The Highland Earl (Lords of the Highlands)
This Scottish romance takes place during the reign of Queen Anne, in 1713. The Highland Earl is John Erskine, Earl of Mar, a real person from the time, and his love interest is Lady Evelyn Pierrepont, his second wife. The book opens on Lady Evelyn spying for the Jacobite cause; I love a heroine with a purpose outside of heir-manufacturing, though her naiveté made me wince. Two months a widow, Lord Mar needs a new wife, and when in London, he finds a girl, and the girl’s father signs a contract. Ah, romance.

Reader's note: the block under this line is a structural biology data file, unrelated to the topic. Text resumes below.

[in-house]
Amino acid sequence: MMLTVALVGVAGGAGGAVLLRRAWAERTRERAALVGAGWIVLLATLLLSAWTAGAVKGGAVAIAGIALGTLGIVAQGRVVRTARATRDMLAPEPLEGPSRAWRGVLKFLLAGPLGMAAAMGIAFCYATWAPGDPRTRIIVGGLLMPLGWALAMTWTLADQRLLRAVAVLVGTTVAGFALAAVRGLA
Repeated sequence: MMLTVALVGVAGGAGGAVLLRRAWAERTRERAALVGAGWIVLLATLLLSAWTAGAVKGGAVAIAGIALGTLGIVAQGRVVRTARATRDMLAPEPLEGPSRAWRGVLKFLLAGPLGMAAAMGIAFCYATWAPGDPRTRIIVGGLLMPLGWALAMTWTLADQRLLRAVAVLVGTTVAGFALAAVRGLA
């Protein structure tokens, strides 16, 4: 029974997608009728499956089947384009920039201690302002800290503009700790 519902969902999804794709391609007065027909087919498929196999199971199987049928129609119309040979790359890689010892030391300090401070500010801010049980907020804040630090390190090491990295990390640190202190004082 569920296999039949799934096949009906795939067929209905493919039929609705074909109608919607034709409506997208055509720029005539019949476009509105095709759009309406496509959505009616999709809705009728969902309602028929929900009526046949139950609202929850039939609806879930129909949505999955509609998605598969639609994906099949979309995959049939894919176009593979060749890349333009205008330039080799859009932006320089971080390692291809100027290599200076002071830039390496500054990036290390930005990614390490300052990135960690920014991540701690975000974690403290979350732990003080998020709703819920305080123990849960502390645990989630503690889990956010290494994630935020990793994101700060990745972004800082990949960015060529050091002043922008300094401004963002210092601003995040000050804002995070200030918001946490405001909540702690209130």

Lady Evelyn continues spying, and despite the fact that the whole plot hinges on her misdeeds, it feels inauthentic. Lord Mar is charged with treason, and they abscond to Scotland once discovered. The spousal turmoil feels very genuine, and is a highlight. But the plot interferes again, and the post-Scotland action goes twice as fast as the rest of the novel: lickety-split, we’ve visited several monarchs—some Pretenders, some not—in the space of less than one hundred pages. The best parts take place in Scotland. The problem is, not enough of the plot takes us there. Still a decent read, but not one that will satisfy a Scottish craving.